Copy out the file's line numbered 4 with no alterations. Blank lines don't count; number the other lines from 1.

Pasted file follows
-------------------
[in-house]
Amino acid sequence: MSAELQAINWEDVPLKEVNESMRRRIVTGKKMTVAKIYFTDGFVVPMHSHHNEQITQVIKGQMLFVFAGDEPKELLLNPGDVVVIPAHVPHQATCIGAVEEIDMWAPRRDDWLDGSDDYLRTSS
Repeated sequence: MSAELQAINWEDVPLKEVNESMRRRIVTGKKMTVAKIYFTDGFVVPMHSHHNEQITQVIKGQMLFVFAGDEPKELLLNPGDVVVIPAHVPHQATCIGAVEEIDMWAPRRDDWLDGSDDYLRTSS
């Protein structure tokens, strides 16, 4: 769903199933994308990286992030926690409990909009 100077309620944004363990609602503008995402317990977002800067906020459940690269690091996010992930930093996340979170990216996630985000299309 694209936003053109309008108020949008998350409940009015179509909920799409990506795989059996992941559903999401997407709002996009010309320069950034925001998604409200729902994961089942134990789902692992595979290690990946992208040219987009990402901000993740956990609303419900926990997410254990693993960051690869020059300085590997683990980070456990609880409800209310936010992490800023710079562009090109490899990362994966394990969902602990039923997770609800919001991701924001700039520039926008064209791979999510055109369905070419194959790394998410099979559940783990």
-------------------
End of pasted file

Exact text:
């Protein structure tokens, strides 16, 4: 769903199933994308990286992030926690409990909009 100077309620944004363990609602503008995402317990977002800067906020459940690269690091996010992930930093996340979170990216996630985000299309 694209936003053109309008108020949008998350409940009015179509909920799409990506795989059996992941559903999401997407709002996009010309320069950034925001998604409200729902994961089942134990789902692992595979290690990946992208040219987009990402901000993740956990609303419900926990997410254990693993960051690869020059300085590997683990980070456990609880409800209310936010992490800023710079562009090109490899990362994966394990969902602990039923997770609800919001991701924001700039520039926008064209791979999510055109369905070419194959790394998410099979559940783990």